Hi @ClaudandDaye, So glad to have you back and sorry to hear life has been kicking you about lately.
As for the A1C, don't ever feel like the effort you are taking is wasted. First of all, the months of lower A1Cs you did achieve translate to lower cumulative exposure to BG, which is good. Also, you now know it's achievable. So you don't have to believe anyone who tells you it's not...you know it's theoretically possible to get there again, which is HUGE. Many T1Ds spent decades thinking an A1C of 8 or more was baked in.
Second of all, I think a lot of learning happens on this experiential level you can't quantify or notice immediately. I firmly believe all that data is simmering in your brain, just waiting for a time to be useful. Many people have a "click" moment where things just come together, patterns seem to make sense, and all of a sudden they find themselves much less in react mode and more in anticipate mode. The learning curve is steep and always there, but we get stronger legs and hearts for climbing it. At the least, it is a labor of love, and love is never wasted!
As for the settling into real life and losing all the OCD stuff -- I hear you! We had our son down to about an average BG of 125 for a while, and now it's hovering in the high 130s. While that's not a huge leap, I know it's the result of lots of teeny decisions all day long to be less active. The decision to just go to sleep and let the high alarm wake me when I know that pasta is going to rear up at midnight and I could stay up to preempt the rise, the decision to let my husband be in charge of bolusing when I know a particular food better, the decision to bolus once for the meal instead of breaking it into three boluses that I know work better, the decision to let him be high at daycare and let the loop take care of it, instead of going to check on his site, the decision not to review his settings at night and instead watch some morbid Swedish murder mystery. I've stopped dreaming of math and new ways to visualize and understand his BGs. It's just hard to be in emergency!! alert!! mode all the time. My husband is happier but I feel like we're being too complacent. On the other hand, there's no doubt our family life is happier.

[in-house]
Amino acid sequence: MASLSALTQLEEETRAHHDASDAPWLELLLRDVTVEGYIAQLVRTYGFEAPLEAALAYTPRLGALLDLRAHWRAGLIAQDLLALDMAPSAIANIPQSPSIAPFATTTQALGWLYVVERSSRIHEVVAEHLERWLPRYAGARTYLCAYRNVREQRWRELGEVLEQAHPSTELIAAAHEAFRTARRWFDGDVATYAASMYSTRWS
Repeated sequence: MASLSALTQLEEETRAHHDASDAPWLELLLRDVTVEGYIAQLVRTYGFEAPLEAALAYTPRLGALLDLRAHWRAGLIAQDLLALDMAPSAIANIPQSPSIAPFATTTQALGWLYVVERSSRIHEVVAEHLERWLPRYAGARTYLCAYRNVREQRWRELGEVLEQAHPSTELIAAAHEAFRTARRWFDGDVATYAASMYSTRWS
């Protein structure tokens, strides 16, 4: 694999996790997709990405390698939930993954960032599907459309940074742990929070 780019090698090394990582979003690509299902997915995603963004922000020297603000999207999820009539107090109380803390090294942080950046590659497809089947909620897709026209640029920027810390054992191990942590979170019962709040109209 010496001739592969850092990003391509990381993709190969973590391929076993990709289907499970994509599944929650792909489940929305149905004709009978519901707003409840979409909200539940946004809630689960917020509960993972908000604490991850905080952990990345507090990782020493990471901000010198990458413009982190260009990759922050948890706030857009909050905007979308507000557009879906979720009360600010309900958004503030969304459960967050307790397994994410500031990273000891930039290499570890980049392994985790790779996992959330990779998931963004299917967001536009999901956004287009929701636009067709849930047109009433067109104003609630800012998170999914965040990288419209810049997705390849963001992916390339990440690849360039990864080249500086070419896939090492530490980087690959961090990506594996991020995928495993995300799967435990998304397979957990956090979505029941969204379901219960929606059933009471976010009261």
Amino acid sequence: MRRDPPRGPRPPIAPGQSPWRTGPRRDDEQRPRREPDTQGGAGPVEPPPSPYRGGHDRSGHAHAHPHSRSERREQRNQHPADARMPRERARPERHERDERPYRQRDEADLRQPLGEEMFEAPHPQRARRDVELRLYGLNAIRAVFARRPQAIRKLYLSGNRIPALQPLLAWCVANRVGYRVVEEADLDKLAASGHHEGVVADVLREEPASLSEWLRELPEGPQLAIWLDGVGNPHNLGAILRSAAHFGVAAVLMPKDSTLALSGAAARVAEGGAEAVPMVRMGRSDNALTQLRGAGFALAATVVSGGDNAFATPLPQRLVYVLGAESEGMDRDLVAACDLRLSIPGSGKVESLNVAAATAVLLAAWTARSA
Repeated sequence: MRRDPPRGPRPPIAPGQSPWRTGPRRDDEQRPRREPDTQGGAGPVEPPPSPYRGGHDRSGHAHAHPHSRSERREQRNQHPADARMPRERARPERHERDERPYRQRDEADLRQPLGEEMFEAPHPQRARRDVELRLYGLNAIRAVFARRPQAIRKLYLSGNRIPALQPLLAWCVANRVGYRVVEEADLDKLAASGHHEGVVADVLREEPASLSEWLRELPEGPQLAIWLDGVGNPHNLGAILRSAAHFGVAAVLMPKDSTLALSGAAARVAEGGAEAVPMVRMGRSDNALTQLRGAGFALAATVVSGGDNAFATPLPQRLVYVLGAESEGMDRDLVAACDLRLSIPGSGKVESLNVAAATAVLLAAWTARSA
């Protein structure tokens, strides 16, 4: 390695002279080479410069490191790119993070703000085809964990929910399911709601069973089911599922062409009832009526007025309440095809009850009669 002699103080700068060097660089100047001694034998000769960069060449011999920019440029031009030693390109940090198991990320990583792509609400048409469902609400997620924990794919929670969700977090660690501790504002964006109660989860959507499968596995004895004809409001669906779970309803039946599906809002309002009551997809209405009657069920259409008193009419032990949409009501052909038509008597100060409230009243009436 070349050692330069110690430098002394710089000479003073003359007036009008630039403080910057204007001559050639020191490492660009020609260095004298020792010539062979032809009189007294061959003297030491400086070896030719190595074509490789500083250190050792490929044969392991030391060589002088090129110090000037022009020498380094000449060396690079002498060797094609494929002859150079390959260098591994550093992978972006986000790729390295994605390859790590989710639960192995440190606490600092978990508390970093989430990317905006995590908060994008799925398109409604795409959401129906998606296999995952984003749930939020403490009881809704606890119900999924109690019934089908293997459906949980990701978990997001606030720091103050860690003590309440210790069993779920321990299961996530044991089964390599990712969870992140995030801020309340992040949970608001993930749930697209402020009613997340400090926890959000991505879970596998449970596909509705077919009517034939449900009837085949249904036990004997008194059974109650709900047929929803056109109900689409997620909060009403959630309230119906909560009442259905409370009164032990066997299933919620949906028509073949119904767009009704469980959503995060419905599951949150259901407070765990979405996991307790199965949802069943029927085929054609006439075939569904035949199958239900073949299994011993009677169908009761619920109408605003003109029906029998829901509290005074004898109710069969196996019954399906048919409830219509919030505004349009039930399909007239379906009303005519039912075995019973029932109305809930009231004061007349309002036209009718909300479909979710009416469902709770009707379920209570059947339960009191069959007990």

Also, just because you've taken a small break from OCD, that doesn't mean that's how it will be for all time. I mean, you have the ability to step up management any time you feel like it's good for your son, your family and your mental well-being. Don't beat yourself up about the A1C but also don't be resigned to an 8.5 A1C for all time. You can get back in the game anytime you want.
Finally, I want to say that while you should for sure trust your Endo team (and having 10 or 12 basal rates is probably not the easiest program to manage), you should also realize you are the expert on your kid, you're seeing him everyday, managing his BGs etc. So don't feel like you're always bound to what the Endo team suggests. Sometimes it's good to trust yourself.
Good to see you back on here!